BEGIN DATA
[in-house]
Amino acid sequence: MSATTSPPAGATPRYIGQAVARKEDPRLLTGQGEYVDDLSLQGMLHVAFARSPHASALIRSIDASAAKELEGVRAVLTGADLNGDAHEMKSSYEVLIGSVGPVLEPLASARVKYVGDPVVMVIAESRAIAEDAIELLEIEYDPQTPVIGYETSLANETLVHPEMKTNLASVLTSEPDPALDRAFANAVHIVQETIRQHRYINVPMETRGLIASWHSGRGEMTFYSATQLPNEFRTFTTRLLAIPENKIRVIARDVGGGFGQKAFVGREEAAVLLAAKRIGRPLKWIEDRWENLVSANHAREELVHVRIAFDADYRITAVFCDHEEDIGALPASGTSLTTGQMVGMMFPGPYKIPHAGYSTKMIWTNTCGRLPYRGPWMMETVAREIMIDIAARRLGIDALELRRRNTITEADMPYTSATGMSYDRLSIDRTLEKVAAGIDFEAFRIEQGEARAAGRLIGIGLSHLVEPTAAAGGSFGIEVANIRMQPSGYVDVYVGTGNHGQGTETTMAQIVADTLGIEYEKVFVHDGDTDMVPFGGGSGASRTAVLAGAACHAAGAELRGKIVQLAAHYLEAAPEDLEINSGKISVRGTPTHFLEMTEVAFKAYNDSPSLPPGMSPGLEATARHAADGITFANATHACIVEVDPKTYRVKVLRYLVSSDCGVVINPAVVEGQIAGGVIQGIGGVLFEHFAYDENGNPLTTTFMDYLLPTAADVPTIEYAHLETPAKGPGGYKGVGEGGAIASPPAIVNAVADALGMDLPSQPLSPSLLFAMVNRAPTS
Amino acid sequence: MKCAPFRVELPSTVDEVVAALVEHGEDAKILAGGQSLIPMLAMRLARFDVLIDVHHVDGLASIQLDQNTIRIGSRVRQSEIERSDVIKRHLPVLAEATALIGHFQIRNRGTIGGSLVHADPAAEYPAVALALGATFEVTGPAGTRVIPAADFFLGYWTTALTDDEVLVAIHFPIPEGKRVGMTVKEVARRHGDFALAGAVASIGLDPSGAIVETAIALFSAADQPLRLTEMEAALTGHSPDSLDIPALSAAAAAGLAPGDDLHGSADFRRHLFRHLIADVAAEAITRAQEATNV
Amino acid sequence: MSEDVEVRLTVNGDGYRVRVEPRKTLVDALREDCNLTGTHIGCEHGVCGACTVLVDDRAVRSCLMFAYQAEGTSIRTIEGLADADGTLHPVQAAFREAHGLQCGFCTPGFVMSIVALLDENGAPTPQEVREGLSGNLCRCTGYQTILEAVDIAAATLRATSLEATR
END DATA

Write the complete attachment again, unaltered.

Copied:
[in-house]
Amino acid sequence: MSATTSPPAGATPRYIGQAVARKEDPRLLTGQGEYVDDLSLQGMLHVAFARSPHASALIRSIDASAAKELEGVRAVLTGADLNGDAHEMKSSYEVLIGSVGPVLEPLASARVKYVGDPVVMVIAESRAIAEDAIELLEIEYDPQTPVIGYETSLANETLVHPEMKTNLASVLTSEPDPALDRAFANAVHIVQETIRQHRYINVPMETRGLIASWHSGRGEMTFYSATQLPNEFRTFTTRLLAIPENKIRVIARDVGGGFGQKAFVGREEAAVLLAAKRIGRPLKWIEDRWENLVSANHAREELVHVRIAFDADYRITAVFCDHEEDIGALPASGTSLTTGQMVGMMFPGPYKIPHAGYSTKMIWTNTCGRLPYRGPWMMETVAREIMIDIAARRLGIDALELRRRNTITEADMPYTSATGMSYDRLSIDRTLEKVAAGIDFEAFRIEQGEARAAGRLIGIGLSHLVEPTAAAGGSFGIEVANIRMQPSGYVDVYVGTGNHGQGTETTMAQIVADTLGIEYEKVFVHDGDTDMVPFGGGSGASRTAVLAGAACHAAGAELRGKIVQLAAHYLEAAPEDLEINSGKISVRGTPTHFLEMTEVAFKAYNDSPSLPPGMSPGLEATARHAADGITFANATHACIVEVDPKTYRVKVLRYLVSSDCGVVINPAVVEGQIAGGVIQGIGGVLFEHFAYDENGNPLTTTFMDYLLPTAADVPTIEYAHLETPAKGPGGYKGVGEGGAIASPPAIVNAVADALGMDLPSQPLSPSLLFAMVNRAPTS
Amino acid sequence: MKCAPFRVELPSTVDEVVAALVEHGEDAKILAGGQSLIPMLAMRLARFDVLIDVHHVDGLASIQLDQNTIRIGSRVRQSEIERSDVIKRHLPVLAEATALIGHFQIRNRGTIGGSLVHADPAAEYPAVALALGATFEVTGPAGTRVIPAADFFLGYWTTALTDDEVLVAIHFPIPEGKRVGMTVKEVARRHGDFALAGAVASIGLDPSGAIVETAIALFSAADQPLRLTEMEAALTGHSPDSLDIPALSAAAAAGLAPGDDLHGSADFRRHLFRHLIADVAAEAITRAQEATNV
Amino acid sequence: MSEDVEVRLTVNGDGYRVRVEPRKTLVDALREDCNLTGTHIGCEHGVCGACTVLVDDRAVRSCLMFAYQAEGTSIRTIEGLADADGTLHPVQAAFREAHGLQCGFCTPGFVMSIVALLDENGAPTPQEVREGLSGNLCRCTGYQTILEAVDIAAATLRATSLEATR